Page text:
Turkey reveals details of comprehensive sustainable resettlement plan for Syria safe zone

Published 27.09.2019 12:25
Updated 27.09.2019 19:04
emIHA Photo/em
IHA Photo

Turkey has prepared a detailed plan for the resettlement of Syrian refugees that want to return to their home country after a safe zone in northern Syria is established where people will be able to live in a stable and peaceful environment.

The details of the plan emerged Friday, with the eventual goal being to resettle about 1 million Syrians within the area in the east of the Euphrates.

According to the plan, which President Recep Tayyip Erdoğan shared with U.S. officials, 140 villages and 10 district centers will be established within the 30-40 kilometer deep safe zone in northern Syria, housing 5,000 and 30,000 inhabitants each, respectively. The settlements will be provided with various facilities so that the people living there will be able to have a normal life with every necessity met.

Each village will have 1,000 houses, and each district will have 6,000 new homes built, making 200,000 new residences in total. The construction is expected to cost about $26.6 billion.

Each household in villages will have its own farmland, and the whole residential area in the safe zone will have 11 mosques, nine schools, five youth centers and two indoor sports halls will be built to accommodate all the needs of the Syrians resettling in the area.

Eight districts will have clinics with 10 beds for inpatient treatment, whereas two districts will have a capacity of 200 beds. Establishing an industrial site is also among the plans.

Following its proposal to build residences for refugees in the planned 30-40 kilometer deep safe zone, Turkey has been preparing to take the first steps for the initiative in Idlib's de-escalation zone.

Amid ongoing efforts to resolve the humanitarian crisis in Syria, Turkey has intensified diplomatic contacts with international actors such as the U.S., Russia and Iran. In addition to these diplomatic efforts, Turkey also conducts humanitarian projects to provide shelter for victims of the civil war.

Syrian refugees have been returning to their country for some time. The return of Syrian refugees has been made possible recently thanks to Turkey's two operations in the area: Operation Euphrates Shield and Operation Olive Branch. Turkey launched Operation Euphrates Shield in 2016 to clear provinces west of the Euphrates, such as al-Bab and Jarablus, from Daesh and the PKK's Syrian affiliate, the People's Protection Units (YPG).

Operation Olive Branch was launched in 2018 in northwestern Afrin province, again to clear the region of terrorist elements. Both these operations proved successful and achieved their goals of bringing peace to the region. There are currently nearly 3.6 million Syrian refugees living in Turkey. The number of Syrian refugees who have returned to their homeland has exceeded 330,000.

U.S. ready for talks on return of Syrian refugees

U.S. Special Representative for Syria Engagement James Jeffrey stated Thursday in New York that the U.S. is ready to talk about the extension of the areas of cooperation, including the return of Syrians to their home country following the establishment of the planned safe zone in northern Syria.

Speaking on the developments in Syria and the safe zone, the two countries agreed on establishing in order to answer the security concerns of Turkey, enabling the return of Syrian refugees and preventing a further migration wave, Jeffrey said: "We are working on the details; however, we have agreed on various military principles. I cannot talk about the depth of the safe zone because for now we have only talked about one-third of the northeast from region to region."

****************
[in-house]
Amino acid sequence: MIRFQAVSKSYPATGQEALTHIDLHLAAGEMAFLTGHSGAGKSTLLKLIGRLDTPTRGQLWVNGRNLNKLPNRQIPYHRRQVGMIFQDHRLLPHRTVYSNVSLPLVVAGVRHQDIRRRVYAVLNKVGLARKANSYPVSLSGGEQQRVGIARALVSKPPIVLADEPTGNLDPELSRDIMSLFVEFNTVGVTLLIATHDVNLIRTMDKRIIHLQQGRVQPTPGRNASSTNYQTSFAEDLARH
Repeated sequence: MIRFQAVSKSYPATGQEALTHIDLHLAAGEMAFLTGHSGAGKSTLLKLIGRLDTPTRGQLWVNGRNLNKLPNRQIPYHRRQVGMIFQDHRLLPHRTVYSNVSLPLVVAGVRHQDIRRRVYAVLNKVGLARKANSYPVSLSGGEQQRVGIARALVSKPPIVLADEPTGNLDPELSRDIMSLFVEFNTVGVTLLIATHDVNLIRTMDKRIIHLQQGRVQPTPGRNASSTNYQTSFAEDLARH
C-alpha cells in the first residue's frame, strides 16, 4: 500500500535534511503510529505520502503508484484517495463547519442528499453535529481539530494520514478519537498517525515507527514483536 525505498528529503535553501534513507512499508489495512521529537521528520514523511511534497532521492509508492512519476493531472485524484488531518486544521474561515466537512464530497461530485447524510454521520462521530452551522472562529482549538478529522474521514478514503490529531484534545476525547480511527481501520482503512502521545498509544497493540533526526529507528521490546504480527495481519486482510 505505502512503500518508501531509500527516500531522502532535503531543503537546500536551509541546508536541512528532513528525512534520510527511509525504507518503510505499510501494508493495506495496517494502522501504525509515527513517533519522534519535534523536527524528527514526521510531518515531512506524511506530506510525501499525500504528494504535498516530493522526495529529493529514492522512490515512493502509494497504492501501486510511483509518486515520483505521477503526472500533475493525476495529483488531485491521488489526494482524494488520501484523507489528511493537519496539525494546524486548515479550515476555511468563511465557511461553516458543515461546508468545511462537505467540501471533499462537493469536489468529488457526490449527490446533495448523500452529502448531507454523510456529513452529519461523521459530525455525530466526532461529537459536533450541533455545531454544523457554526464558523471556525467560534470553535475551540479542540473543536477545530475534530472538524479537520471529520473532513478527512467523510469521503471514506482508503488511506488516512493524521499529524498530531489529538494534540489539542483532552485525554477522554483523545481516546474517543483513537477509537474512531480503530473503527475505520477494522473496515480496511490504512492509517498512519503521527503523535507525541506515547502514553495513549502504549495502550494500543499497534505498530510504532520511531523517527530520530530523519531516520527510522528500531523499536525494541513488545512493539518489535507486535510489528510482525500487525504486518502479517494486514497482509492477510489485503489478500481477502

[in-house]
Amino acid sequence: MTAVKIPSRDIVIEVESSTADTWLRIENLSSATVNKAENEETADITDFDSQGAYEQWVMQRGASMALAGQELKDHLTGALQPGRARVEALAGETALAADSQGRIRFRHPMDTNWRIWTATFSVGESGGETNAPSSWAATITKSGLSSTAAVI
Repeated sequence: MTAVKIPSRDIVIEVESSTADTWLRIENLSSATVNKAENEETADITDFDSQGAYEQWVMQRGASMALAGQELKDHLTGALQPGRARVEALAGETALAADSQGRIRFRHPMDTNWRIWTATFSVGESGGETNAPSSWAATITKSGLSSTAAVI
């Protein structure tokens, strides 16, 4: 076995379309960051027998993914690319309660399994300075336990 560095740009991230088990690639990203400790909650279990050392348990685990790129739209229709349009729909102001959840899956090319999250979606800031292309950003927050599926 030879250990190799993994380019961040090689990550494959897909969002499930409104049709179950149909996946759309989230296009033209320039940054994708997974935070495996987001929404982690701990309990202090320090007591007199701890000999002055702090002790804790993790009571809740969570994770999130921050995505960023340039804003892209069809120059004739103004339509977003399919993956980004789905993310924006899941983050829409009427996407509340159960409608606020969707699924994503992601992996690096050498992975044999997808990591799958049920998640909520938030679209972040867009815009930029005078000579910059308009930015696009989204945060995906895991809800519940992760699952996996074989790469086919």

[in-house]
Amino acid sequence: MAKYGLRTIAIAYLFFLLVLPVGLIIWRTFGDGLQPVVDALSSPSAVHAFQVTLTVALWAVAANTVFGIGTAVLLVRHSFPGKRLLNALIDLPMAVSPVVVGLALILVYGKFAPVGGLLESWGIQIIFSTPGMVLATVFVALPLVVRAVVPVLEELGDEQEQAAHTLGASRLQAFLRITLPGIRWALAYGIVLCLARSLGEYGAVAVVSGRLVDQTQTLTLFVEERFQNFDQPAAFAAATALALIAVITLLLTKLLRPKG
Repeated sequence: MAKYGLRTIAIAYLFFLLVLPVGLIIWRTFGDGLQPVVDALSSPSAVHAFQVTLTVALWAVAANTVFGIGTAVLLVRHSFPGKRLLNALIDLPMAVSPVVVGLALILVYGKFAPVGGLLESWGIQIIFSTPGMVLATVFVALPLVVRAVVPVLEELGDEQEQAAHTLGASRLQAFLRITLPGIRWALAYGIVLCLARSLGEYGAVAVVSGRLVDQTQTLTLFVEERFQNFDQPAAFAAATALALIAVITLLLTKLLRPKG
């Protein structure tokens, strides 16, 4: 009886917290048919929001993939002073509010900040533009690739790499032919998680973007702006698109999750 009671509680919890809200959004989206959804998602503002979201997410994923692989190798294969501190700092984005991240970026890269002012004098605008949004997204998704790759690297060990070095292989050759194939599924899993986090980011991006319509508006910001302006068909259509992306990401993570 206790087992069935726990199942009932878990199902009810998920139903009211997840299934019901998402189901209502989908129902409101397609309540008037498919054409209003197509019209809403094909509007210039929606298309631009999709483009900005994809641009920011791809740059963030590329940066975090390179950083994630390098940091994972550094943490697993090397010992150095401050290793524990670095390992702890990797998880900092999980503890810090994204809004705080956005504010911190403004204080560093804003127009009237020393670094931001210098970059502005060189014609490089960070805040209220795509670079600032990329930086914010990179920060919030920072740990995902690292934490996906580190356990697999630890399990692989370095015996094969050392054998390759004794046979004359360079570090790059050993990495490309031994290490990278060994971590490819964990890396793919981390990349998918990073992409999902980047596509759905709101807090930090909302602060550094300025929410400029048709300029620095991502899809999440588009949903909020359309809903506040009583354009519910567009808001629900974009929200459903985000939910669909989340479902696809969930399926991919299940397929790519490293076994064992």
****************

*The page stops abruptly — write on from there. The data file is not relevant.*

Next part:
President Recep Tayyip Erdoğan had stated recently that Turkey would implement its own plan if no results are achieved from the safe zone plan. On this matter, Jeffrey said, "We've made it clear to Turkey at every level that any unilateral operation is not going to lead to an improvement in anyone's security," and continued saying that Turkey has the option to act militarily.

Turkey had long signaled a possible offensive in areas held by the YPG east of the Euphrates. However, last December the government decided to postpone the operation after U.S. President Donald Trump decided that Washington would withdraw its troops from Syria. The withdrawal decision was quickly interpreted as an intention by the U.S. to halt support for the YPG, which Turkey sees as a terrorist organization.

On Aug. 7, Turkish and U.S. military officials agreed to set up a safe zone in northern Syria and develop a peace corridor to facilitate the movement of displaced Syrians who want to return home. They also agreed to establish a joint operations center.

The agreement also envisaged setting up necessary security measures to address Turkey's security concerns, including clearing the zone of the YPG, a group the U.S. has sometimes allied with, despite Turkey's objections.

Adding that the YPG would also get rid of its fortifications in certain areas, Jeffrey indicated that the U.S. is implementing the military agreement as honestly and quickly as possible.

The envoy also said the Syrian regime still has aims for a military triumph but has accepted the constitutional committee as it was under pressure. "This is symbolic and thus we have to continue with the pressure," he said.

While the process for the safe zone has been launched, the U.S. still continues its logistical and training support to the YPG.

The YPG is the Syrian offshoot of the PKK terrorist organization, which for more than 30 years has been responsible for the deaths of nearly 40,000 people in Turkey, including many women, children and infants.

Share on Facebook Share on Twitter